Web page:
The current RCV system also facilitated higher voter participation than the previous December runoff system, which San Francisco used until 2004. Under that system, the first election occurred in November, followed by a second race in December if no candidate won an initial majority. Voter turnout often plummeted in the December runoff, on average by 31 percent. In the 2001 runoff for city attorney, less than 17% of registered voters participated. In the 1995 mayoral election, the number of voters declined by nearly 10 percentage points from November to December.
Some have asked why San Francisco does not use the “plurality” voting method, in which the highest vote-getter wins. Plurality voting is used to elect many governors, senators, and the president. But if plurality had been used in our mayoral election, the winner would have been elected with less than 37% of the vote, with more than 60% of voters casting a ballot for another candidate. The goal of any runoff system is to ensure that the winner has a majority (50% + 1) of the vote and is the candidate preferred by the most voters. San Francisco’s “instant runoff” elections fulfill both goals, but without the expense—both for taxpayers and candidates—of a separate runoff election. San Francisco saves approximately $3.5 million by not holding a second citywide election.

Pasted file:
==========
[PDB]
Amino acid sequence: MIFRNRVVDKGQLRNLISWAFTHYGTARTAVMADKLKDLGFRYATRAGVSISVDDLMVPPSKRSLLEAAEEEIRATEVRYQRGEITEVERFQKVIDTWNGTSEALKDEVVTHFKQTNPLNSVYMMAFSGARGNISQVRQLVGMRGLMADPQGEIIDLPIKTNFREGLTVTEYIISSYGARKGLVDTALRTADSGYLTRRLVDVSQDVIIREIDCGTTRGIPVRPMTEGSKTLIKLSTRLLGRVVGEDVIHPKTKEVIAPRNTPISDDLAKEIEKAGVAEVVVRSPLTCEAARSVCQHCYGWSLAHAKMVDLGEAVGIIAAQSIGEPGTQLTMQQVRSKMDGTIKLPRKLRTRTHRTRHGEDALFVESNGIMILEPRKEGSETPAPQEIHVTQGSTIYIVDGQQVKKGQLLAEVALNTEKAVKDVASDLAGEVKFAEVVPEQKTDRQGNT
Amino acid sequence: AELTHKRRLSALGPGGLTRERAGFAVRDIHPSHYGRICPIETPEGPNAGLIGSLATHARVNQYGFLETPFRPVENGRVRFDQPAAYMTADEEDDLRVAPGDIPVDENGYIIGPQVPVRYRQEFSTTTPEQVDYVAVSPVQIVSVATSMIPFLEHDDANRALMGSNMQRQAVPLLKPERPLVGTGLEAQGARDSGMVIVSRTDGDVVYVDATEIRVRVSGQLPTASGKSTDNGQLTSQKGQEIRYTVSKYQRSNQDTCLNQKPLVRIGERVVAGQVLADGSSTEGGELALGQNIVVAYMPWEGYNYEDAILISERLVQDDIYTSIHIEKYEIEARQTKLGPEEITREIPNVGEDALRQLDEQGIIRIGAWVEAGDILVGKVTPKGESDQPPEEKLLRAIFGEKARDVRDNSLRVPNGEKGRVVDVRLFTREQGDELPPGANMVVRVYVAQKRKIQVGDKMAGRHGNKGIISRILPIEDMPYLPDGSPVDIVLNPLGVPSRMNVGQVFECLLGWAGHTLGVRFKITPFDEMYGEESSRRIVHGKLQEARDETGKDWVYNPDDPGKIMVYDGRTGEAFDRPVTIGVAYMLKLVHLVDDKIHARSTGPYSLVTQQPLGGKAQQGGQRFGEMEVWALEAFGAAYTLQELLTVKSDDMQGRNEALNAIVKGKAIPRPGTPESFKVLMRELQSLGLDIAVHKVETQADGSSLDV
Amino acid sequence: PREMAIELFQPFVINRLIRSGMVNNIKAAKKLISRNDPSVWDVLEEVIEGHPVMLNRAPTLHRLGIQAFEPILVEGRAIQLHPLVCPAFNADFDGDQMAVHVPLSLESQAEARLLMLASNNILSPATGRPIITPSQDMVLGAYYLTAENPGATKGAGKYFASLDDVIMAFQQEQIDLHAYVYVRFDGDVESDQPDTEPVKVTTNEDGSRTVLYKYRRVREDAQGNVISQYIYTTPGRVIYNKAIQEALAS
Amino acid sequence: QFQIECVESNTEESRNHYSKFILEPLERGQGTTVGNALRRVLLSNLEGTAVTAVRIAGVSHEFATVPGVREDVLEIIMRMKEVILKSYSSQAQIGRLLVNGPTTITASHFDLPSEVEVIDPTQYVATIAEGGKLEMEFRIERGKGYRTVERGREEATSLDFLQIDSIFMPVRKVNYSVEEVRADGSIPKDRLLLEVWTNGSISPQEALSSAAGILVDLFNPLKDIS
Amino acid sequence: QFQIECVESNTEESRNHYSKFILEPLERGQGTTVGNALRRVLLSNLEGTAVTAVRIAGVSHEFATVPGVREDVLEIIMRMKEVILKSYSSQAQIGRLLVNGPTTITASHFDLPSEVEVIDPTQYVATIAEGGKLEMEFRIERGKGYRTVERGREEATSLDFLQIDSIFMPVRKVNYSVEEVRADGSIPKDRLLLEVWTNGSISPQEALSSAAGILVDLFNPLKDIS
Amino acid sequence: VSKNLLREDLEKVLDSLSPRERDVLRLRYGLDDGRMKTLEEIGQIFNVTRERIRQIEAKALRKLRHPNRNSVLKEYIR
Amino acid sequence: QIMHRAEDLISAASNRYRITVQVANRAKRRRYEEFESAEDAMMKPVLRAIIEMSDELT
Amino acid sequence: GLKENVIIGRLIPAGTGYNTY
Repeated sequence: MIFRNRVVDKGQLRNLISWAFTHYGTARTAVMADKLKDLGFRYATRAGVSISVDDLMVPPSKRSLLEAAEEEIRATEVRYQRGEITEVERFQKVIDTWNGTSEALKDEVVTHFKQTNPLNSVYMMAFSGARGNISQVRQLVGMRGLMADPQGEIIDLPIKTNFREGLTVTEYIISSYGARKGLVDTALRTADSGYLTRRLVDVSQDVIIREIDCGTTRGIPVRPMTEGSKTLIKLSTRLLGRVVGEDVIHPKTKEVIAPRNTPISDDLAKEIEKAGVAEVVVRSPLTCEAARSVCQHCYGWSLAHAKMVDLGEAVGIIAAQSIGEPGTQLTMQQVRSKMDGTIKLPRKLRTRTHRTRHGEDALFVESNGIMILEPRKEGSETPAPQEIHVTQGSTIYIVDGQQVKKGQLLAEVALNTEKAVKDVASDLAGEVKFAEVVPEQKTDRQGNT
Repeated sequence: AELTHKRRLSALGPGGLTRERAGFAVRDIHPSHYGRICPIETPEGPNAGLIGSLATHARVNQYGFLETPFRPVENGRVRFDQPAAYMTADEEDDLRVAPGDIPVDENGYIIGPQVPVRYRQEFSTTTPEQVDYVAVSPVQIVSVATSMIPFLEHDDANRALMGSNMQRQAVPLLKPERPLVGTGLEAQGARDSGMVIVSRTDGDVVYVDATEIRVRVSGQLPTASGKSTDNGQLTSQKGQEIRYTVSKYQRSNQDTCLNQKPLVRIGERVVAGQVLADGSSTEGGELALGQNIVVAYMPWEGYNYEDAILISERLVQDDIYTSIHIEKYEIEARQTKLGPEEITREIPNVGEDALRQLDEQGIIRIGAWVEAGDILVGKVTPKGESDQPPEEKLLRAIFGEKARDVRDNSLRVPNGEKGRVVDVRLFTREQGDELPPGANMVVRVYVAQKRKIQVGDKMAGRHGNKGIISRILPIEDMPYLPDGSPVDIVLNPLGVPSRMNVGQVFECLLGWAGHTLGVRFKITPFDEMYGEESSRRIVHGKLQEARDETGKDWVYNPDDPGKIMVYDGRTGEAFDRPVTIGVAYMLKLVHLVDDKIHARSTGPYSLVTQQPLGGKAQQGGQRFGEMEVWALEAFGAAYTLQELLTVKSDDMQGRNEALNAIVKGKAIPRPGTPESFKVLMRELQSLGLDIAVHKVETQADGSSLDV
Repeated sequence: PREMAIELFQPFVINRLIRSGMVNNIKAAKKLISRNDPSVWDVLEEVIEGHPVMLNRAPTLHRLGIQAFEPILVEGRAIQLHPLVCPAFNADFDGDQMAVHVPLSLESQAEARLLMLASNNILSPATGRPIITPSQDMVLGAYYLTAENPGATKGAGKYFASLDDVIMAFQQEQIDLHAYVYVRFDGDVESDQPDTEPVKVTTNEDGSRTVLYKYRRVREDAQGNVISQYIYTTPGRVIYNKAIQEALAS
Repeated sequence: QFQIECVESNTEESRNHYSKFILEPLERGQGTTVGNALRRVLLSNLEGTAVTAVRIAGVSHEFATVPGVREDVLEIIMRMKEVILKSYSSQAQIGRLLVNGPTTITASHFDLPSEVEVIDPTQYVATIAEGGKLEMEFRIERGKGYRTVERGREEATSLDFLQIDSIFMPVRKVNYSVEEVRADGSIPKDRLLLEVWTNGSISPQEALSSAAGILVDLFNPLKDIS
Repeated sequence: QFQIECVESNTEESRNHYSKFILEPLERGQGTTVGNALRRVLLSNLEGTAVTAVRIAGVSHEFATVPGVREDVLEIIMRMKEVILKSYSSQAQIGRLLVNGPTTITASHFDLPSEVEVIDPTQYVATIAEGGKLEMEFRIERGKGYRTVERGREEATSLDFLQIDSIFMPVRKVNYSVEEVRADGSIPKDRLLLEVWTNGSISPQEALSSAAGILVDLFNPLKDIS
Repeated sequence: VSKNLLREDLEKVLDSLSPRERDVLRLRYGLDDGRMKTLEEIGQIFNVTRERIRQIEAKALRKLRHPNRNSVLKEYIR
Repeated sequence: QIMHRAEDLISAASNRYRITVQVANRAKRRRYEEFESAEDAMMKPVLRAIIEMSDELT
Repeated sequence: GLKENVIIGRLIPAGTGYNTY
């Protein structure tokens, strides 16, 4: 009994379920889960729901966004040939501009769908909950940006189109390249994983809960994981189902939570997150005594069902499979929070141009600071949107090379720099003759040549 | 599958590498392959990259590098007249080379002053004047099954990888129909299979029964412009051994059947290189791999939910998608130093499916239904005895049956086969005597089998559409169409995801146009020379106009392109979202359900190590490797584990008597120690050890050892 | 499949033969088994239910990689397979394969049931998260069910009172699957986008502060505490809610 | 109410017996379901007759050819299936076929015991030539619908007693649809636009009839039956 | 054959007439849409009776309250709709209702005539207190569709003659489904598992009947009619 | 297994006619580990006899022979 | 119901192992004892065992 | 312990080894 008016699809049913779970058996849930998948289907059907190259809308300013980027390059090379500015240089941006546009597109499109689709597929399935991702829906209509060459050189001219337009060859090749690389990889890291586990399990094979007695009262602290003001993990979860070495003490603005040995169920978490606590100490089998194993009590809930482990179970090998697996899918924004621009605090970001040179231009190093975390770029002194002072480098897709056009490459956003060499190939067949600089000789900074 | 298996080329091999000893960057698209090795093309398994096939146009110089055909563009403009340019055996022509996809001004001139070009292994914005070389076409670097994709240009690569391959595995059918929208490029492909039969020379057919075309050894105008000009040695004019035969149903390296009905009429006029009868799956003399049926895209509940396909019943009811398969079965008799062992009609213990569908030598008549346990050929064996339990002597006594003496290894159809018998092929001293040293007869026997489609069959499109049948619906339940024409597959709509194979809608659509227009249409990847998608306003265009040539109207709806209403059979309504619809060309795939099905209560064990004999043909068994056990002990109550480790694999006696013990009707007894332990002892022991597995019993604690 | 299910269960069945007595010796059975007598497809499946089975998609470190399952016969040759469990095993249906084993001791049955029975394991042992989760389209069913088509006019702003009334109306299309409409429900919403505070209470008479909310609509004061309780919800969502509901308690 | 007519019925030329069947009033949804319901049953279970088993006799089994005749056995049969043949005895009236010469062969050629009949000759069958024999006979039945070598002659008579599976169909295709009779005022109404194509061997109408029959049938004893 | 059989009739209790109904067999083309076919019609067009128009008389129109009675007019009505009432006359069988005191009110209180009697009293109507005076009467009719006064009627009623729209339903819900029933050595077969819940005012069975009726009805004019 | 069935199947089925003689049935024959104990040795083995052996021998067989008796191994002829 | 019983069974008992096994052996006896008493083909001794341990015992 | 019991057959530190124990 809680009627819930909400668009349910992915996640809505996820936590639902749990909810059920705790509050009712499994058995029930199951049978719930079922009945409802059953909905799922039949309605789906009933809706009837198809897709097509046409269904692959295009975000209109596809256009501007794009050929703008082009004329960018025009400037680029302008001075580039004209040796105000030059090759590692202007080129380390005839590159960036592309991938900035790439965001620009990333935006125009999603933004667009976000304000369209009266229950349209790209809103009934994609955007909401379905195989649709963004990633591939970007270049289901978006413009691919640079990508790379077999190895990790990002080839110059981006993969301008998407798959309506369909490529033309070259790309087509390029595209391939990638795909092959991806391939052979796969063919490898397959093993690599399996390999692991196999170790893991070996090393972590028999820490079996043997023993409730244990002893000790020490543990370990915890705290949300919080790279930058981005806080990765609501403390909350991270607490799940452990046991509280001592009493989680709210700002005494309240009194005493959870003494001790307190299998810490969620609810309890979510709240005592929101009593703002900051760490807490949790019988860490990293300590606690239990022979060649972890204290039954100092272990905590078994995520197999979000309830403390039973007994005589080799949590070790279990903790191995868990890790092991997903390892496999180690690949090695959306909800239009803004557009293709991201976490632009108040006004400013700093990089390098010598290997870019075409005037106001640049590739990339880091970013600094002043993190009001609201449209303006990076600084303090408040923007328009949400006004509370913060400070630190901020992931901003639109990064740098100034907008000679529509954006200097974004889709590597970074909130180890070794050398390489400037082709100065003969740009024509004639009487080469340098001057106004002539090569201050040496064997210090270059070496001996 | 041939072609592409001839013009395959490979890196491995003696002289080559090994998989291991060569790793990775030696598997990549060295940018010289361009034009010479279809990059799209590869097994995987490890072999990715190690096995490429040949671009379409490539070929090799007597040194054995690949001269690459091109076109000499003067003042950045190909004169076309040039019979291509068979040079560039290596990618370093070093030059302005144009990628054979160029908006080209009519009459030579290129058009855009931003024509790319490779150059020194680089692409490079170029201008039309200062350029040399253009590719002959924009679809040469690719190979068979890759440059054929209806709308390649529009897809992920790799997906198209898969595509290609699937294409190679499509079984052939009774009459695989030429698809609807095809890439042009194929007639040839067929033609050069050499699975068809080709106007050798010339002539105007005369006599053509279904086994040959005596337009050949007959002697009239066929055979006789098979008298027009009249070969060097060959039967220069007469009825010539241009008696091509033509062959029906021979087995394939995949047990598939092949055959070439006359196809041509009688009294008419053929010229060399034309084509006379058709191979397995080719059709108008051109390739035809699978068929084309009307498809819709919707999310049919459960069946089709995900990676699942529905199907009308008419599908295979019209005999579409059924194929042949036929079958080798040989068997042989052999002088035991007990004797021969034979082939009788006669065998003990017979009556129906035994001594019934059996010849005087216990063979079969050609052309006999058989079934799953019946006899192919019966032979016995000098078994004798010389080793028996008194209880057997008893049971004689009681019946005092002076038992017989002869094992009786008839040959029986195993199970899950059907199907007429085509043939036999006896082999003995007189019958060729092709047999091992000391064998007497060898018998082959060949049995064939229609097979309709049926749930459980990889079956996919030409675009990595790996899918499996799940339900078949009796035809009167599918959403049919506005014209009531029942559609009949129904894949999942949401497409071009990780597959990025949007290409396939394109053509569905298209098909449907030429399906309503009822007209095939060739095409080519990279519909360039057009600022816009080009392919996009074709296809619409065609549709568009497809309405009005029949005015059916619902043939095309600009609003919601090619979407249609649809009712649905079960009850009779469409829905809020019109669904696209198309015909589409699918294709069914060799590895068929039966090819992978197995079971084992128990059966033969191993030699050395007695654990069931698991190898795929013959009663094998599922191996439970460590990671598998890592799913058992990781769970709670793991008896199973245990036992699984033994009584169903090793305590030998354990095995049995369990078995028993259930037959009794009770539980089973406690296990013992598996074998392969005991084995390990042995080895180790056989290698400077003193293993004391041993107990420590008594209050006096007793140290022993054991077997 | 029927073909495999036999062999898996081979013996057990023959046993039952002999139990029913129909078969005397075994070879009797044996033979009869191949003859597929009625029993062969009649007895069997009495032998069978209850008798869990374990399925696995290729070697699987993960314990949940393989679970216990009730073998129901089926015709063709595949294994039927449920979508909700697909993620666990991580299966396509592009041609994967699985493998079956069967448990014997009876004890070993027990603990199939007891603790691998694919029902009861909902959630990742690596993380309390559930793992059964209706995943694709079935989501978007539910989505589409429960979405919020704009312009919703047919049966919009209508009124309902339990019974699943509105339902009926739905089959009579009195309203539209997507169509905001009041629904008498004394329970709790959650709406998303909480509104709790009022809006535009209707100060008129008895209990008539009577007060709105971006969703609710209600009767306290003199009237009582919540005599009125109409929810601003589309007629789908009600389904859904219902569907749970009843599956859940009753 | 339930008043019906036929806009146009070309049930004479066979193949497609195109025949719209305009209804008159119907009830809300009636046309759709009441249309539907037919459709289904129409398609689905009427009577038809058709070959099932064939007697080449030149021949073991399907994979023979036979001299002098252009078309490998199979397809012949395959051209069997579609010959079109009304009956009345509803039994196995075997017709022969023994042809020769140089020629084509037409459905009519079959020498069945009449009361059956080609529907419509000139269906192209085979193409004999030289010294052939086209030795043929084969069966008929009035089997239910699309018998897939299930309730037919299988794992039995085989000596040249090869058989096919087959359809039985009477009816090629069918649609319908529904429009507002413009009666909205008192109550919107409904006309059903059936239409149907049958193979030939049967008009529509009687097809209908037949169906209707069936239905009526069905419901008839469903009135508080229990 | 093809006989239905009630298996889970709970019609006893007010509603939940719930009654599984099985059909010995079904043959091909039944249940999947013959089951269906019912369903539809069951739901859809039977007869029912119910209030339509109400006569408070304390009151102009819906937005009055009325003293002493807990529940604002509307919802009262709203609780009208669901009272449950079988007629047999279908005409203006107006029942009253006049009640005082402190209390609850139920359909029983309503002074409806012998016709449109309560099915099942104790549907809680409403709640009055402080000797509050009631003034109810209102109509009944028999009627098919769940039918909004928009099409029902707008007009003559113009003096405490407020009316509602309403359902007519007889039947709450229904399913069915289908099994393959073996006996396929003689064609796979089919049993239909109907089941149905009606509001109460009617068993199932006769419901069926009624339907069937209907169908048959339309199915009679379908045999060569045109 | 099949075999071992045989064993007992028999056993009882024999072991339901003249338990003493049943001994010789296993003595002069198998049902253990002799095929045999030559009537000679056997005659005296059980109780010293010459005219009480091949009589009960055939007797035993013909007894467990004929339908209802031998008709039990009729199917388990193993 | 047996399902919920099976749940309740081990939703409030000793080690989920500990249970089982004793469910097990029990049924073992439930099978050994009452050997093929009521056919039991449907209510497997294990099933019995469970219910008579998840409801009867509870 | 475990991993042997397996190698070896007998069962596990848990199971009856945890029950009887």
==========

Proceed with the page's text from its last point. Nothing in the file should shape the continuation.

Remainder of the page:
Our RCV system also has allowed voters to choose from a more diverse candidate pool. Of the eighteen offices in San Francisco elected by RCV, thirteen are held by office-holders of color, a significantly higher proportion than before RCV implementation. One study found that the other Bay Area cities using RCV—Oakland, Berkeley and San Leandro—have seen similar results. A few years ago, Oakland elected its first-ever Asian-American woman as mayor, and San Francisco just elected an African-American female mayor.